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i am trying to call a function that is defined in a class RFIDeas_Wrapper(dll being used). But when i checked for type of reader and after that i used it to call function it shows me error Cannot convert type T to RFIDeas_Wrapper.

EDIT

private List<string> GetTagCollection<T>(T Reader)
            {
                TagCollection = new List<string>();
                if (Reader.GetType() == typeof(RFIDeas_Wrapper))
                {

                    ((RFIDeas_Wrapper)Reader).OpenDevice(); 
                    // here Reader  is of type RFIDeas_Wrapper
                    //, but i m not able to convert Reader into its datatype.

                    string Tag_Id =  ((RFIDeas_Wrapper)Reader).TagID();
                    //Adds Valid Tag Ids into the collection
                    if(Tag_Id!="0")
                        TagCollection.Add(Tag_Id);
                }
                else if (Reader.GetType() == typeof(AlienReader))
                    TagCollection = ((AlienReader)Reader).TagCollection;

                return TagCollection;
            }

((RFIDeas_Wrapper)Reader).OpenDevice();

((AlienReader)Reader).TagCollection;

I want this line to be executed without any issue. As Reader will always be of the type i m specifying. How to make compiler understand the same thing.

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1  
Why are you using T (which could be anything) if you need RFIDeas_Wrapper? –  Bobby Jun 16 '10 at 9:26
    
@Bobby: I could get any kind of reader. i.e AlienReader in else if part and so on. I have to make this function to work for all readers that return me List Collection. I think it should be a better approach to directly pass the class object and get the result without writing same code again and again to get some output. –  Shantanu Gupta Jun 16 '10 at 9:27
    
I can't see the point of using generics here, because you don't get any compile-time type safety. It could be object as well. –  Stefan Steinegger Jun 16 '10 at 9:33
    
@Stefan: If you have already read my edit, then why it is not type safe, I have checking its datatype before performing some action. It will not enter into if or else part until it doen't matches appropriate datatype. –  Shantanu Gupta Jun 16 '10 at 9:36
1  
It depends. Change the implemetation of Readers, if you can. If you can't, what is the source of your Readers? Can't you have two overloads of GetTagCollection and call it when you create the instances of readers? Or you can create wrappers for each type of reader that would implement the method. It all depends on the conditions you have. –  František Žiačik Jun 16 '10 at 10:32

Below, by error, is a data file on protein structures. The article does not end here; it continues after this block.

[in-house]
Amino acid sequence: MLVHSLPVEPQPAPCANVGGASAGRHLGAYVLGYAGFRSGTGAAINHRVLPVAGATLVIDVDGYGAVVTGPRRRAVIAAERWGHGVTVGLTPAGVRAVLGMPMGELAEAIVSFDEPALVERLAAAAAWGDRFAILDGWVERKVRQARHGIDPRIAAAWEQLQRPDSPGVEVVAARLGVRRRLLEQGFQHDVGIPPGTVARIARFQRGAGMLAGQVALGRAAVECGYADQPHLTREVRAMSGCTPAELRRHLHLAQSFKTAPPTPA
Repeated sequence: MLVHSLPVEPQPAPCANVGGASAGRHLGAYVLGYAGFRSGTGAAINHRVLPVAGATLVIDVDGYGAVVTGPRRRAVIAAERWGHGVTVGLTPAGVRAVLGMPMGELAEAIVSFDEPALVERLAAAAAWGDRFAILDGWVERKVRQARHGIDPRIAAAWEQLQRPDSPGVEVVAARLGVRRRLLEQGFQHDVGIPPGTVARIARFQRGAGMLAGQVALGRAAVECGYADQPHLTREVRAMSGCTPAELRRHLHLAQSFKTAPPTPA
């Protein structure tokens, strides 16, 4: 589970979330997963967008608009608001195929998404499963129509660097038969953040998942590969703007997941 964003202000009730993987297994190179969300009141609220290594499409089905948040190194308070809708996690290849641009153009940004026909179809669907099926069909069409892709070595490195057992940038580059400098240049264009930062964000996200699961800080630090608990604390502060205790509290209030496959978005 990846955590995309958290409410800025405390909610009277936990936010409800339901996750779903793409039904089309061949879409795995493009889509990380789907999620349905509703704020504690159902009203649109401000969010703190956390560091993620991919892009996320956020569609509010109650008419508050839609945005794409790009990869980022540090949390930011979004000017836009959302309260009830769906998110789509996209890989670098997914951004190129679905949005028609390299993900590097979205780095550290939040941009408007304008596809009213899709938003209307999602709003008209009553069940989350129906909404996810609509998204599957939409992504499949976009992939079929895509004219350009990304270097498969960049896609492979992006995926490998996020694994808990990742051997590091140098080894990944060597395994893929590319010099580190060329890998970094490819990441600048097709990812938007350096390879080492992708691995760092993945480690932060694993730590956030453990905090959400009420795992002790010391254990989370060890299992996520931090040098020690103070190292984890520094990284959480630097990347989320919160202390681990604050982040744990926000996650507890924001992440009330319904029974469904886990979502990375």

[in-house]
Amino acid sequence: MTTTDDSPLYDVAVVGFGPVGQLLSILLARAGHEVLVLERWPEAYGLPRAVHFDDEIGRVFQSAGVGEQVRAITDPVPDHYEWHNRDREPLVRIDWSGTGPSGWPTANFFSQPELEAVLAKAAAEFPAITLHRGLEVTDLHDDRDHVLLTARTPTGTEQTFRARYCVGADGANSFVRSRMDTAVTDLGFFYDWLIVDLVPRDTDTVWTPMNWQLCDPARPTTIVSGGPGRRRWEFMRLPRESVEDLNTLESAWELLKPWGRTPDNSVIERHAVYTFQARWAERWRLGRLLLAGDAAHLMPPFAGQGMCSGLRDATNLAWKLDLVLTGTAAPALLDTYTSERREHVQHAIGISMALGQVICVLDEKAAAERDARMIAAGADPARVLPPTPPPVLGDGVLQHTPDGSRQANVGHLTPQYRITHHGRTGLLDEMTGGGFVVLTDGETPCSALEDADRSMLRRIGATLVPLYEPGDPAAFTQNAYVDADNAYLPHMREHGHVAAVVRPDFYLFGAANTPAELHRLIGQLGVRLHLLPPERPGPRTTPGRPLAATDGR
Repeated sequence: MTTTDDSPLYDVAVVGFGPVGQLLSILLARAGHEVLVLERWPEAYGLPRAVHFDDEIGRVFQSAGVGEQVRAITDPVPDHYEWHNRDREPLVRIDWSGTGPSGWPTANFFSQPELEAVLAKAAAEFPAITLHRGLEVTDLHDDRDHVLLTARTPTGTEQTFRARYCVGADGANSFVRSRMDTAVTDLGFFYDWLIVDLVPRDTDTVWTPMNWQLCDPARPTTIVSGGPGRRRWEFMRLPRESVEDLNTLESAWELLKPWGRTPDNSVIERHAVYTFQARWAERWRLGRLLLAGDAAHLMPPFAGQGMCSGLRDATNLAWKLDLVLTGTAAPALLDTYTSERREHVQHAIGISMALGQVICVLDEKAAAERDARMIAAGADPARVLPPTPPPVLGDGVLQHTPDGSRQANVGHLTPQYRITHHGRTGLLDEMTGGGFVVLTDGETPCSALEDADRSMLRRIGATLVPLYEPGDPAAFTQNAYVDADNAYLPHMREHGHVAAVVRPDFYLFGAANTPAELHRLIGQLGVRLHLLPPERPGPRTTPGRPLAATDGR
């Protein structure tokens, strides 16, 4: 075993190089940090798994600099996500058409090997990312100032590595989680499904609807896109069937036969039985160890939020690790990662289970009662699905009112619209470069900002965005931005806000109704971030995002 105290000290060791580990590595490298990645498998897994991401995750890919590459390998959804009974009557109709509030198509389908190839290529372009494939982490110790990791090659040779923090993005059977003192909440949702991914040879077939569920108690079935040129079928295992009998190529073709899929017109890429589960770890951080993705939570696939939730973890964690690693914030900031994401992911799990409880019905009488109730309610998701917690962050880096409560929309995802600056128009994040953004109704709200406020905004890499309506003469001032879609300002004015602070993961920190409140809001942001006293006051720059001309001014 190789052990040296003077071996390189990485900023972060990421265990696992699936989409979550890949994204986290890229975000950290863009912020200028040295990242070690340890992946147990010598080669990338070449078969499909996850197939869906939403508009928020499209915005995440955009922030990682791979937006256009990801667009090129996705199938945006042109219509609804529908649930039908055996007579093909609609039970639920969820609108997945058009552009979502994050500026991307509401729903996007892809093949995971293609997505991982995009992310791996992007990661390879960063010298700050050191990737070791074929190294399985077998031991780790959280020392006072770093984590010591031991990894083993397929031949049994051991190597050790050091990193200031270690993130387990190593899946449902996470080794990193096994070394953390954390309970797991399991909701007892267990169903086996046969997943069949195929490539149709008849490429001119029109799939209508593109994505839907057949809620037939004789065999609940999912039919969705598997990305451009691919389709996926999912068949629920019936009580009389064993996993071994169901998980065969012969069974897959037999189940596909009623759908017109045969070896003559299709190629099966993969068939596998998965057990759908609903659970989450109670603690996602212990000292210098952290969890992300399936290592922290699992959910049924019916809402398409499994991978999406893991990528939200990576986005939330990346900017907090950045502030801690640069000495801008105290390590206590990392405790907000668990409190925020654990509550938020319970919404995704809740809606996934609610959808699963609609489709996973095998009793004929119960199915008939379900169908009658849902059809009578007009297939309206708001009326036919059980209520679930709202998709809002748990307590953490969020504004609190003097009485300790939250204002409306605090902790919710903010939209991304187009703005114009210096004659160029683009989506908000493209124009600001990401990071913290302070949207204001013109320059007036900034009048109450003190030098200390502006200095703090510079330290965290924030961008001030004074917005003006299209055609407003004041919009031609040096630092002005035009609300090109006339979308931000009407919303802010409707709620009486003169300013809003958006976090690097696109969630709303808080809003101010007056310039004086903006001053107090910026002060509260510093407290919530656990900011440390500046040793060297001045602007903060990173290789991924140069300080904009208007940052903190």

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1 Answer

up vote 3 down vote accepted

One trick is to use object in the middle to force it:

if (Reader is RFIDeas_Wrapper)
{
    ((RFIDeas_Wrapper)(object)Reader).OpenDevice(); 
    ...
}

or use as:

RFIDeas_Wrapper wrapper = Reader as RFIDeas_Wrapper;
if (wrapper != null)
{
    wrapper.OpenDevice();
    ...
}
share|improve this answer
    
@Marc: Then Will it be converting Reader into object type. Will I have any benefit of using T type. I was trying to avoid type conversion. Is it something the same thing or will it be converting it into object type first then its appropriate class type. ? –  Shantanu Gupta Jun 16 '10 at 9:40
    
@Shantanu Gupta : We aren't converting the object; we are simply casting the reference. As others have noted, it would work the same without the generics. The problem, though, is that by doing this you probably introduce boxing anyway (if you have value-type T) –  Marc Gravell Jun 16 '10 at 9:42
    
@Marc: When should i use T type in these type of cases. When I may get value type as well as reference type ? –  Shantanu Gupta Jun 16 '10 at 9:44
    
@Shantanu - I'd use T when it adds something. It doesn't really add anything in your case; just use object. –  Marc Gravell Jun 16 '10 at 9:51
    
@Marc: adds something means, I didn't get you exactly. I m now using object rather than T, but still would like to know reason. –  Shantanu Gupta Jun 16 '10 at 9:56
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